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What is an Irrigation Timer?

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  • Written By: Dakota Davis
  • Edited By: C. Wilborn
  • Last Modified Date: 28 September 2016
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An irrigation timer is a device that controls when a watering system turns on and off. It ranges in design from a simple unit that can be used by the home gardener to complicated automated systems used by professional landscapers and farmers. The three basic types of irrigation timers include mechanical timers, battery powered timers, and electric timers. Depending upon the type chosen, an irrigation timer may include a variety of convenient features to suit a range of irrigation needs.

A mechanical timer is the simplest and least expensive kind of irrigation timer. It doesn't require power or batteries and attaches to a garden hose or tap. It works like a kitchen timer, so a user turns the water on manually and the timer shuts it off based on a pre-designated time or volume of water used. It is usually set by rotating geared wheels, and is very reliable because it doesn't need external power.

As its name indicates, a battery powered timer runs on a battery that generally lasts for a full season. It also attaches to a garden hose or tap and has both automatic on and off features, so users can schedule when watering should begin. Some models feature LED screens and can handle multiple programs, making them a popular and convenient choice for vacationing gardeners. If the battery dies, however, these timers will usually lose their programming.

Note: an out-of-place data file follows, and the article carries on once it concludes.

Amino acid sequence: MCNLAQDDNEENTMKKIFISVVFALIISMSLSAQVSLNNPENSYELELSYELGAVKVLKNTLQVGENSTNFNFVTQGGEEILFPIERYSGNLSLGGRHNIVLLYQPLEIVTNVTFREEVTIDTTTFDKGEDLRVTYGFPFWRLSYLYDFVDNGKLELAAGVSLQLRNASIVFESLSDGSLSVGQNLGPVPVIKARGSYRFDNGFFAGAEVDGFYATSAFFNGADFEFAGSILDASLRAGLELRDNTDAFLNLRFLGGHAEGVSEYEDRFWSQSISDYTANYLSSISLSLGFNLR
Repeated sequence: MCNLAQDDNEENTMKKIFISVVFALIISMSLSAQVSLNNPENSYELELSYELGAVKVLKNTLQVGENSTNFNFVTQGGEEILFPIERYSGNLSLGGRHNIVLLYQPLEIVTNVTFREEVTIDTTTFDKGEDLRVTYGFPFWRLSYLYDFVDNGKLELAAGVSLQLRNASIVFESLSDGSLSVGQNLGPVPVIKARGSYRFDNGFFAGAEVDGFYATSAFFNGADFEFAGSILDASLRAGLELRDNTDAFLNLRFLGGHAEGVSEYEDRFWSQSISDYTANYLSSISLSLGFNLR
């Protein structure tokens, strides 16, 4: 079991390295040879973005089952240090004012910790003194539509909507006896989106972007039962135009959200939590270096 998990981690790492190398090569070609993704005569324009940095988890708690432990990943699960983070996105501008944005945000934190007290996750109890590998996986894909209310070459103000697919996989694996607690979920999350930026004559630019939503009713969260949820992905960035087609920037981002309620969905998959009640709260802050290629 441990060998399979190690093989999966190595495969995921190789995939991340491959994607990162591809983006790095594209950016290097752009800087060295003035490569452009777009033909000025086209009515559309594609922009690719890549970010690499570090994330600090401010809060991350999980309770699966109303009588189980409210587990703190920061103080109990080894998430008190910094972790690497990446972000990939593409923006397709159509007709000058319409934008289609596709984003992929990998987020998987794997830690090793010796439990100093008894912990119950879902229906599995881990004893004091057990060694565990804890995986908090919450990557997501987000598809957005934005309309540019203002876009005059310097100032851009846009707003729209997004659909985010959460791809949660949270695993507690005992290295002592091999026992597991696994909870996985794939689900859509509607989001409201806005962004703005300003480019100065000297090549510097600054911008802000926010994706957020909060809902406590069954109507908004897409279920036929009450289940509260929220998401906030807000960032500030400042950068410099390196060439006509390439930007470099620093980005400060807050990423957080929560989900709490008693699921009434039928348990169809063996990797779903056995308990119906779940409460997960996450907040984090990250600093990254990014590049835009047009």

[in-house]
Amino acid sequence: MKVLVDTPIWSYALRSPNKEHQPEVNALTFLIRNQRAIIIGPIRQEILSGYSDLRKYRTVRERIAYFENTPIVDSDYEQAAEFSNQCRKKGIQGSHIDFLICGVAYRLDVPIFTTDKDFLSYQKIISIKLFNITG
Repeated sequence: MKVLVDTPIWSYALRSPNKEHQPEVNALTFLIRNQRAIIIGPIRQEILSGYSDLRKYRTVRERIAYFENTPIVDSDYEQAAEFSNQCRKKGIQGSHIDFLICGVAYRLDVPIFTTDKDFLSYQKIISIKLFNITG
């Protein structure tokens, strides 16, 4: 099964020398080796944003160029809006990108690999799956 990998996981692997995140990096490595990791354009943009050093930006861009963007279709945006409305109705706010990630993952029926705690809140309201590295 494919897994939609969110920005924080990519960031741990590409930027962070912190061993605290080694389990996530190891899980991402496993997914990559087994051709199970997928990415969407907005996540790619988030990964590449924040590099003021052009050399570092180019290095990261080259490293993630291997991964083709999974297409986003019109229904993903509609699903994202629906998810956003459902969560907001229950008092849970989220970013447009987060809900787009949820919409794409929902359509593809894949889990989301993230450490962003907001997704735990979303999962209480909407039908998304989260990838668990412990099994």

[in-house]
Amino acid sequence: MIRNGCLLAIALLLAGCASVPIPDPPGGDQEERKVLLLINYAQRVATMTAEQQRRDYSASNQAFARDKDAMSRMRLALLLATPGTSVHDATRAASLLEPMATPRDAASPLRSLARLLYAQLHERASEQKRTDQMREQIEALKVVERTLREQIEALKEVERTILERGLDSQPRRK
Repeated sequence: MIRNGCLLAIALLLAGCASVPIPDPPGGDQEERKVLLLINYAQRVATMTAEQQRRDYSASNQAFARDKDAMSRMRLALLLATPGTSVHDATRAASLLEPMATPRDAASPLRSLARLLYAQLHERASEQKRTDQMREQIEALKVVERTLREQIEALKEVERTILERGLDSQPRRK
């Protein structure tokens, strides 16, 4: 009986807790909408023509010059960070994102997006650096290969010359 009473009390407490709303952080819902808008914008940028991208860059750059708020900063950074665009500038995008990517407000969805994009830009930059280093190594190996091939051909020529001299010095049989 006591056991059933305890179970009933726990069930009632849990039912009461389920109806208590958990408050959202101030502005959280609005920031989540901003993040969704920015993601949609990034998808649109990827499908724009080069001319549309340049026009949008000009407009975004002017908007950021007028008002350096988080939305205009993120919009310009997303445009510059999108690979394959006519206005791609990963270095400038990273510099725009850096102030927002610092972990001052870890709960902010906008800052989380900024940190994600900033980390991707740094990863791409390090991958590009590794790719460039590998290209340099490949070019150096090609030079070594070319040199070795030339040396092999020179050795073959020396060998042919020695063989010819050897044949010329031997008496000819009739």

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An electric or electronic timer can be complicated and more expensive, but it usually has significantly more functionality. It connects to the main water supply and runs on external power, often with a backup battery. Depending upon the model, an electronic irrigation timer may be able to control multiple valves, allowing users to schedule different times and programs for each valve independently. It usually has a key pad and an LED display screen for programming. Users can designate a start time and the duration for which the system should run, and can schedule supplemental watering or bypass watering altogether with additional features.

For more complicated irrigation systems, an irrigation timer with more features may be beneficial. Timers can be purchased with sophisticated options that include multiple programs, multiple start times per valve, and the ability to make system-wide changes to watering times and frequency. Some even come equipped with weather sensors to detect wind, rain, and moisture, and can make irrigation adjustments accordingly. Many of these timers can be operated by remote control or from a computer through a telephone line.

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